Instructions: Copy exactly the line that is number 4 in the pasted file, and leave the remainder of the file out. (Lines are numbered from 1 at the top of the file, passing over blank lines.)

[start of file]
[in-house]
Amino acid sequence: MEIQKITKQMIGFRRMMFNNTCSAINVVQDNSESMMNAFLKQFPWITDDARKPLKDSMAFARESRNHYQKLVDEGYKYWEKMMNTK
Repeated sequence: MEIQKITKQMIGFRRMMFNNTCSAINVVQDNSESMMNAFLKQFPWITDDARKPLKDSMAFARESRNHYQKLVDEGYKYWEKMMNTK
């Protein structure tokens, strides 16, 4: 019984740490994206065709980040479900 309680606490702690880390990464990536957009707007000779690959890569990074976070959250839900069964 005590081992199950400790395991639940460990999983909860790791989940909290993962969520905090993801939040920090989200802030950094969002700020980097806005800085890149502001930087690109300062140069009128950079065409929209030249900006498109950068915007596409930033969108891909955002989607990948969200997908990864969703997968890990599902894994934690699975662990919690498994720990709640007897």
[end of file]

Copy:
């Protein structure tokens, strides 16, 4: 019984740490994206065709980040479900 309680606490702690880390990464990536957009707007000779690959890569990074976070959250839900069964 005590081992199950400790395991639940460990999983909860790791989940909290993962969520905090993801939040920090989200802030950094969002700020980097806005800085890149502001930087690109300062140069009128950079065409929209030249900006498109950068915007596409930033969108891909955002989607990948969200997908990864969703997968890990599902894994934690699975662990919690498994720990709640007897």